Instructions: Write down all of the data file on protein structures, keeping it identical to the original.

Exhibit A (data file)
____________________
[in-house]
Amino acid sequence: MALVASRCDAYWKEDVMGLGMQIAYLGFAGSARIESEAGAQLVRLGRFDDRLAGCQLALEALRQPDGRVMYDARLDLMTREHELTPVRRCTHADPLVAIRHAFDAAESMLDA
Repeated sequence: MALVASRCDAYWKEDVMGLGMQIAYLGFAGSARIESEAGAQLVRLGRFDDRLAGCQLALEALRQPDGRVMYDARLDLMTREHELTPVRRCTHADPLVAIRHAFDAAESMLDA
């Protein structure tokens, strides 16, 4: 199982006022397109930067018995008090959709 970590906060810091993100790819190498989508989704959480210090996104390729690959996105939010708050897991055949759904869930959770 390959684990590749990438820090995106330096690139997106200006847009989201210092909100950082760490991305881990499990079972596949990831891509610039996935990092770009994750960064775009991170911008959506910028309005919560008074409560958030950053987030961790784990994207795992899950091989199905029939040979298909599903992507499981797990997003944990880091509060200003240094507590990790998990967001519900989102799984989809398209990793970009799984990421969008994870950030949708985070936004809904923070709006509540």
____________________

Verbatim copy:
[in-house]
Amino acid sequence: MALVASRCDAYWKEDVMGLGMQIAYLGFAGSARIESEAGAQLVRLGRFDDRLAGCQLALEALRQPDGRVMYDARLDLMTREHELTPVRRCTHADPLVAIRHAFDAAESMLDA
Repeated sequence: MALVASRCDAYWKEDVMGLGMQIAYLGFAGSARIESEAGAQLVRLGRFDDRLAGCQLALEALRQPDGRVMYDARLDLMTREHELTPVRRCTHADPLVAIRHAFDAAESMLDA
């Protein structure tokens, strides 16, 4: 199982006022397109930067018995008090959709 970590906060810091993100790819190498989508989704959480210090996104390729690959996105939010708050897991055949759904869930959770 390959684990590749990438820090995106330096690139997106200006847009989201210092909100950082760490991305881990499990079972596949990831891509610039996935990092770009994750960064775009991170911008959506910028309005919560008074409560958030950053987030961790784990994207795992899950091989199905029939040979298909599903992507499981797990997003944990880091509060200003240094507590990790998990967001519900989102799984989809398209990793970009799984990421969008994870950030949708985070936004809904923070709006509540």